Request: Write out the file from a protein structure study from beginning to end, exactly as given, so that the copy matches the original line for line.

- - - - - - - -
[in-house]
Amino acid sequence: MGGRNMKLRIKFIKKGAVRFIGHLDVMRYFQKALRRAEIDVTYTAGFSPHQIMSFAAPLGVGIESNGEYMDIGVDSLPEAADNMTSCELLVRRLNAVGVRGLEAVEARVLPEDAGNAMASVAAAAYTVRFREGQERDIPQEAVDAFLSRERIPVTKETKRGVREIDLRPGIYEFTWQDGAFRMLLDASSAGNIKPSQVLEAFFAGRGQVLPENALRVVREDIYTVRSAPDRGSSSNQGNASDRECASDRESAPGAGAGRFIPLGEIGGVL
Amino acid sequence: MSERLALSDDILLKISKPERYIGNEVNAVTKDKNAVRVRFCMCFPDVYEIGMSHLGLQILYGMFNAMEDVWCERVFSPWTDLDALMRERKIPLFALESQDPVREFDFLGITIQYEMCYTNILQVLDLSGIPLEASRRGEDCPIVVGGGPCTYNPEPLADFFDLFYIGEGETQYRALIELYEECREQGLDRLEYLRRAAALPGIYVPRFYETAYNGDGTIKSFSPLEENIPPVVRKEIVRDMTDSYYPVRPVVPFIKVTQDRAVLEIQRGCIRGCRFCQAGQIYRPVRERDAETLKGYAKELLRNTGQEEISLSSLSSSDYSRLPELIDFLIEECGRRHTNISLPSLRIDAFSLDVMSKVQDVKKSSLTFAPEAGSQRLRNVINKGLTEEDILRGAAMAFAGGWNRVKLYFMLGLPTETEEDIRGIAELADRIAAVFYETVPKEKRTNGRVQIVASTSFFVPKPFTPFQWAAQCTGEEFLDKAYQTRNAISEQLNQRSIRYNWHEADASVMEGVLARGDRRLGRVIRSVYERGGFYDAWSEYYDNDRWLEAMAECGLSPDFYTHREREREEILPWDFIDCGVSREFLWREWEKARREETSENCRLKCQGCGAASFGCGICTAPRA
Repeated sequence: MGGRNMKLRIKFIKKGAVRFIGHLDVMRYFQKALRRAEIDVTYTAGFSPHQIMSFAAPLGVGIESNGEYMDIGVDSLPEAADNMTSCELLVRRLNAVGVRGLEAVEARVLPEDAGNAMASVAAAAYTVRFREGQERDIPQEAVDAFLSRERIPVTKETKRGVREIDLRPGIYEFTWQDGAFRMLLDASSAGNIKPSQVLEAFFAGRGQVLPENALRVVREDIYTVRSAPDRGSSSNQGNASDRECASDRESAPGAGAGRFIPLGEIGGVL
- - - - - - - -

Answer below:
[in-house]
Amino acid sequence: MGGRNMKLRIKFIKKGAVRFIGHLDVMRYFQKALRRAEIDVTYTAGFSPHQIMSFAAPLGVGIESNGEYMDIGVDSLPEAADNMTSCELLVRRLNAVGVRGLEAVEARVLPEDAGNAMASVAAAAYTVRFREGQERDIPQEAVDAFLSRERIPVTKETKRGVREIDLRPGIYEFTWQDGAFRMLLDASSAGNIKPSQVLEAFFAGRGQVLPENALRVVREDIYTVRSAPDRGSSSNQGNASDRECASDRESAPGAGAGRFIPLGEIGGVL
Amino acid sequence: MSERLALSDDILLKISKPERYIGNEVNAVTKDKNAVRVRFCMCFPDVYEIGMSHLGLQILYGMFNAMEDVWCERVFSPWTDLDALMRERKIPLFALESQDPVREFDFLGITIQYEMCYTNILQVLDLSGIPLEASRRGEDCPIVVGGGPCTYNPEPLADFFDLFYIGEGETQYRALIELYEECREQGLDRLEYLRRAAALPGIYVPRFYETAYNGDGTIKSFSPLEENIPPVVRKEIVRDMTDSYYPVRPVVPFIKVTQDRAVLEIQRGCIRGCRFCQAGQIYRPVRERDAETLKGYAKELLRNTGQEEISLSSLSSSDYSRLPELIDFLIEECGRRHTNISLPSLRIDAFSLDVMSKVQDVKKSSLTFAPEAGSQRLRNVINKGLTEEDILRGAAMAFAGGWNRVKLYFMLGLPTETEEDIRGIAELADRIAAVFYETVPKEKRTNGRVQIVASTSFFVPKPFTPFQWAAQCTGEEFLDKAYQTRNAISEQLNQRSIRYNWHEADASVMEGVLARGDRRLGRVIRSVYERGGFYDAWSEYYDNDRWLEAMAECGLSPDFYTHREREREEILPWDFIDCGVSREFLWREWEKARREETSENCRLKCQGCGAASFGCGICTAPRA
Repeated sequence: MGGRNMKLRIKFIKKGAVRFIGHLDVMRYFQKALRRAEIDVTYTAGFSPHQIMSFAAPLGVGIESNGEYMDIGVDSLPEAADNMTSCELLVRRLNAVGVRGLEAVEARVLPEDAGNAMASVAAAAYTVRFREGQERDIPQEAVDAFLSRERIPVTKETKRGVREIDLRPGIYEFTWQDGAFRMLLDASSAGNIKPSQVLEAFFAGRGQVLPENALRVVREDIYTVRSAPDRGSSSNQGNASDRECASDRESAPGAGAGRFIPLGEIGGVL